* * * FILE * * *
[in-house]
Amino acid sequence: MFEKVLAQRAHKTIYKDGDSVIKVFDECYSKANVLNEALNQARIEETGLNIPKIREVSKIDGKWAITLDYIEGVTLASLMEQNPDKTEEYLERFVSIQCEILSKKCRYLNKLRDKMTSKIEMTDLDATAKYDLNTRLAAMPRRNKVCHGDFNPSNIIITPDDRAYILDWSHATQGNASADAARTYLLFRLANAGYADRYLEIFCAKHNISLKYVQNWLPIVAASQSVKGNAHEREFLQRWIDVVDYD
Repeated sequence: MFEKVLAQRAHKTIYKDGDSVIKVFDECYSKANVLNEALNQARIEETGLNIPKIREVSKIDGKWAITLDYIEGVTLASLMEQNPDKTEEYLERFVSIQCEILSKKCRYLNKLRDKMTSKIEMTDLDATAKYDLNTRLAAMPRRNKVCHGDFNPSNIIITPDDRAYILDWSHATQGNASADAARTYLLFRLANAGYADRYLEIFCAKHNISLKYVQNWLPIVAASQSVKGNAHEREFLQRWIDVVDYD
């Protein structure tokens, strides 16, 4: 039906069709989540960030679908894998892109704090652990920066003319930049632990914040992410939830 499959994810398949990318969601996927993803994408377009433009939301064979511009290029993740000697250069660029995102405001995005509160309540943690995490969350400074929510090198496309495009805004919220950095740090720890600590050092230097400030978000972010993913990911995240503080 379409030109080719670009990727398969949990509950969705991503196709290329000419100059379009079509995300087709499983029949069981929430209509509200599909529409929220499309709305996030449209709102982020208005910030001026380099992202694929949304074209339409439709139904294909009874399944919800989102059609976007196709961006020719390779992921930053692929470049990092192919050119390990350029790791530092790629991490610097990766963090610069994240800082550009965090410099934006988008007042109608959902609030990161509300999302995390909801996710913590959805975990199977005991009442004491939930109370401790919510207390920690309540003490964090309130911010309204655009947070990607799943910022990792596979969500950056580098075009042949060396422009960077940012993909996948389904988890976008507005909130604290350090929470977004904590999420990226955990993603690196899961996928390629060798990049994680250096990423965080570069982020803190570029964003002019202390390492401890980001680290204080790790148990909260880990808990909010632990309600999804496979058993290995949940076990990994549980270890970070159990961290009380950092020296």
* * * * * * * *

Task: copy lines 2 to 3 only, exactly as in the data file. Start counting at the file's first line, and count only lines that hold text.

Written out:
Amino acid sequence: MFEKVLAQRAHKTIYKDGDSVIKVFDECYSKANVLNEALNQARIEETGLNIPKIREVSKIDGKWAITLDYIEGVTLASLMEQNPDKTEEYLERFVSIQCEILSKKCRYLNKLRDKMTSKIEMTDLDATAKYDLNTRLAAMPRRNKVCHGDFNPSNIIITPDDRAYILDWSHATQGNASADAARTYLLFRLANAGYADRYLEIFCAKHNISLKYVQNWLPIVAASQSVKGNAHEREFLQRWIDVVDYD
Repeated sequence: MFEKVLAQRAHKTIYKDGDSVIKVFDECYSKANVLNEALNQARIEETGLNIPKIREVSKIDGKWAITLDYIEGVTLASLMEQNPDKTEEYLERFVSIQCEILSKKCRYLNKLRDKMTSKIEMTDLDATAKYDLNTRLAAMPRRNKVCHGDFNPSNIIITPDDRAYILDWSHATQGNASADAARTYLLFRLANAGYADRYLEIFCAKHNISLKYVQNWLPIVAASQSVKGNAHEREFLQRWIDVVDYD